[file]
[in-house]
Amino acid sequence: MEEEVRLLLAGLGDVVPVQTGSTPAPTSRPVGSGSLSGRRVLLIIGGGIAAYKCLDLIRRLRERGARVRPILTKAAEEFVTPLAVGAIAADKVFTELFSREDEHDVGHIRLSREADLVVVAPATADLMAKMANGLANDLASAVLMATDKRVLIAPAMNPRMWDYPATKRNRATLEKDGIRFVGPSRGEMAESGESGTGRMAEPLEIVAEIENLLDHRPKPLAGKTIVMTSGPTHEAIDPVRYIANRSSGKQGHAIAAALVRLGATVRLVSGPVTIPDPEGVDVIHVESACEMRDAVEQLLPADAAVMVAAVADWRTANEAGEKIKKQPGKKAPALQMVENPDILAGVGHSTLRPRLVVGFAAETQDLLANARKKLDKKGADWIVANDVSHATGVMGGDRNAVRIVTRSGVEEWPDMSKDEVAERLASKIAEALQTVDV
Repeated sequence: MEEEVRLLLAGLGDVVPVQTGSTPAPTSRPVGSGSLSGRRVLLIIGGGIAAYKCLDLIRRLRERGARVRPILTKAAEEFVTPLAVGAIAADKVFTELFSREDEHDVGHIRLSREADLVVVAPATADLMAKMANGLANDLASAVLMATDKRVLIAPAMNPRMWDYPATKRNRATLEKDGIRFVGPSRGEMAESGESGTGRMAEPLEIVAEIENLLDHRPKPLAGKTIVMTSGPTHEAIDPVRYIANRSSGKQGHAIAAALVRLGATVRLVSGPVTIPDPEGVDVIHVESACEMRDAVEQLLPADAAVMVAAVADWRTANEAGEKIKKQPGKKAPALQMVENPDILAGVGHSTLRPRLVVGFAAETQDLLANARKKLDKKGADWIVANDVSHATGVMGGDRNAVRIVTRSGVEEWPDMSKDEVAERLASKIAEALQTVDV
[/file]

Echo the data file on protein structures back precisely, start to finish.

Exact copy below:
[in-house]
Amino acid sequence: MEEEVRLLLAGLGDVVPVQTGSTPAPTSRPVGSGSLSGRRVLLIIGGGIAAYKCLDLIRRLRERGARVRPILTKAAEEFVTPLAVGAIAADKVFTELFSREDEHDVGHIRLSREADLVVVAPATADLMAKMANGLANDLASAVLMATDKRVLIAPAMNPRMWDYPATKRNRATLEKDGIRFVGPSRGEMAESGESGTGRMAEPLEIVAEIENLLDHRPKPLAGKTIVMTSGPTHEAIDPVRYIANRSSGKQGHAIAAALVRLGATVRLVSGPVTIPDPEGVDVIHVESACEMRDAVEQLLPADAAVMVAAVADWRTANEAGEKIKKQPGKKAPALQMVENPDILAGVGHSTLRPRLVVGFAAETQDLLANARKKLDKKGADWIVANDVSHATGVMGGDRNAVRIVTRSGVEEWPDMSKDEVAERLASKIAEALQTVDV
Repeated sequence: MEEEVRLLLAGLGDVVPVQTGSTPAPTSRPVGSGSLSGRRVLLIIGGGIAAYKCLDLIRRLRERGARVRPILTKAAEEFVTPLAVGAIAADKVFTELFSREDEHDVGHIRLSREADLVVVAPATADLMAKMANGLANDLASAVLMATDKRVLIAPAMNPRMWDYPATKRNRATLEKDGIRFVGPSRGEMAESGESGTGRMAEPLEIVAEIENLLDHRPKPLAGKTIVMTSGPTHEAIDPVRYIANRSSGKQGHAIAAALVRLGATVRLVSGPVTIPDPEGVDVIHVESACEMRDAVEQLLPADAAVMVAAVADWRTANEAGEKIKKQPGKKAPALQMVENPDILAGVGHSTLRPRLVVGFAAETQDLLANARKKLDKKGADWIVANDVSHATGVMGGDRNAVRIVTRSGVEEWPDMSKDEVAERLASKIAEALQTVDV